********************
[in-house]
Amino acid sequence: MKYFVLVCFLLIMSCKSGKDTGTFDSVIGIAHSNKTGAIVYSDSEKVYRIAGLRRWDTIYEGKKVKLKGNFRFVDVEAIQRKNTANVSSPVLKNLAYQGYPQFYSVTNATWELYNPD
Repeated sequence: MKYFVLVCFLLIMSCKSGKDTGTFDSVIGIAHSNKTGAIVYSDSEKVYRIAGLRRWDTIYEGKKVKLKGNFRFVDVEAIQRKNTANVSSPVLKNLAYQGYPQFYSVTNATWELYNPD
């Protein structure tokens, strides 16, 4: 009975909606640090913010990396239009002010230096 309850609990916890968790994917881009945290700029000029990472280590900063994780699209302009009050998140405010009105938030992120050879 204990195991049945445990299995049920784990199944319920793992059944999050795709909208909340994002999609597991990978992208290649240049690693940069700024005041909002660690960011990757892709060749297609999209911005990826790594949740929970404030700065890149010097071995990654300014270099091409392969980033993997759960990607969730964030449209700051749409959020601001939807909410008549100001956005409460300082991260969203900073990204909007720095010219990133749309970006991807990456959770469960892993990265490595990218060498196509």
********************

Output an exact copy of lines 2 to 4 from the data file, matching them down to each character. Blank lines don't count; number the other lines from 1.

Amino acid sequence: MKYFVLVCFLLIMSCKSGKDTGTFDSVIGIAHSNKTGAIVYSDSEKVYRIAGLRRWDTIYEGKKVKLKGNFRFVDVEAIQRKNTANVSSPVLKNLAYQGYPQFYSVTNATWELYNPD
Repeated sequence: MKYFVLVCFLLIMSCKSGKDTGTFDSVIGIAHSNKTGAIVYSDSEKVYRIAGLRRWDTIYEGKKVKLKGNFRFVDVEAIQRKNTANVSSPVLKNLAYQGYPQFYSVTNATWELYNPD
């Protein structure tokens, strides 16, 4: 009975909606640090913010990396239009002010230096 309850609990916890968790994917881009945290700029000029990472280590900063994780699209302009009050998140405010009105938030992120050879 204990195991049945445990299995049920784990199944319920793992059944999050795709909208909340994002999609597991990978992208290649240049690693940069700024005041909002660690960011990757892709060749297609999209911005990826790594949740929970404030700065890149010097071995990654300014270099091409392969980033993997759960990607969730964030449209700051749409959020601001939807909410008549100001956005409460300082991260969203900073990204909007720095010219990133749309970006991807990456959770469960892993990265490595990218060498196509």